ST. LOUIS • A former executive with a Chicago health care company was sentenced this week in federal court to 366 days in prison and ordered to repay $1.77 million to Medicare.
Former Aggeus Healthcare CEO James Sayadzal, 52, of Chicago, pleaded guilty last year to a conspiracy charge.
He was one of three company officers and six doctors caught up in fraud linked to podiatry services provided to residents of nursing homes and long-term care facilities.
Aggeus owner Yev Gray, 50, was sentenced Aug. 15 to 7½ years in prison and ordered to repay $6.97 million on charges of conspiracy and making a false statement relating to health care.
Gray’s wife, Natalie Gray, 44, was sentenced in February to 366 days in prison on the conspiracy charge and ordered to repay nearly $1 million. Natalie Gray was former director of corporate and legal affairs for the company.
Prosecutors say Yev Gray, who was also majority owner of Aggeus Global, carried out a broad scheme from 2009-2015 by creating an electronic medical billing system that would lead Medicare to pay for procedures that weren’t performed or wouldn’t have been covered.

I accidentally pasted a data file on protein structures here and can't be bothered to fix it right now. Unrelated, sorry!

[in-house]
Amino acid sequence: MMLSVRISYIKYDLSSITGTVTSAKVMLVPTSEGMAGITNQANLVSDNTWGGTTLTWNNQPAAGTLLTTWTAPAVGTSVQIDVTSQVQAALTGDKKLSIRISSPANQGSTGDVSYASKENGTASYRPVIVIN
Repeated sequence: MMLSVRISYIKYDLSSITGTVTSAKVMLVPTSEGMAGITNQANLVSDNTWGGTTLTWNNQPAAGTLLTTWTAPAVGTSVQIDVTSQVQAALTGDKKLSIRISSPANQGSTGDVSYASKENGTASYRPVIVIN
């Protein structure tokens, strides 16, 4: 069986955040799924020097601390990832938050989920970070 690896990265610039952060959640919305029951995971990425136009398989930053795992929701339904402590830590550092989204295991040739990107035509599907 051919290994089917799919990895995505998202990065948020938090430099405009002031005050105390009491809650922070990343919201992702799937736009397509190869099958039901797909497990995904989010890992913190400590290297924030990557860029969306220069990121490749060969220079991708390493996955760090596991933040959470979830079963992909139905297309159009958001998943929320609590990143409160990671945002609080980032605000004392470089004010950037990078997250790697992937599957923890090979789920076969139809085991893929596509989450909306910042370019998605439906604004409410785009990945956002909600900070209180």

The Grays used the money for a lavish lifestyle, Assistant U.S. Attorney Dorothy McMurtry has said.
Nursing homes were told that Aggeus podiatrists would treat every resident for no cost to the facility. Some Aggeus doctors then performed unnecessary procedures or billed for procedures that weren’t performed, at Gray’s urging, charging documents say.
Aggeus once had offices in 16 states and provided podiatry and other services to thousands of patients.
The investigation began when a relative of an investigator with the Department of Health and Human Services Office of Inspector General questioned Aggeus services provided at a Missouri nursing home.
Podiatrists and nursing homes had complained about inaccurate medical notes or potential fraud.
Six former Aggeus-contracted podiatrists also have been charged in the case.
Dawn Rhodes-Hicks, 41, and Annessa Blackmun, 37, were both indicted in July on multiple counts of making false statements. Both have pleaded not guilty.
Robert A. Gjertson, Martin Rischall, John Dailey and Jeffrey Osbourne have pleaded guilty to a charge of making a false statement. Dailey also pleaded guilty to a health care fraud charge.
Osbourne and Rischall were sentenced to probation. Rischall was fined $30,000 and ordered to repay $51,000, and Osbourne repaid $219,413 after his sentencing hearing Tuesday. The others await sentencing.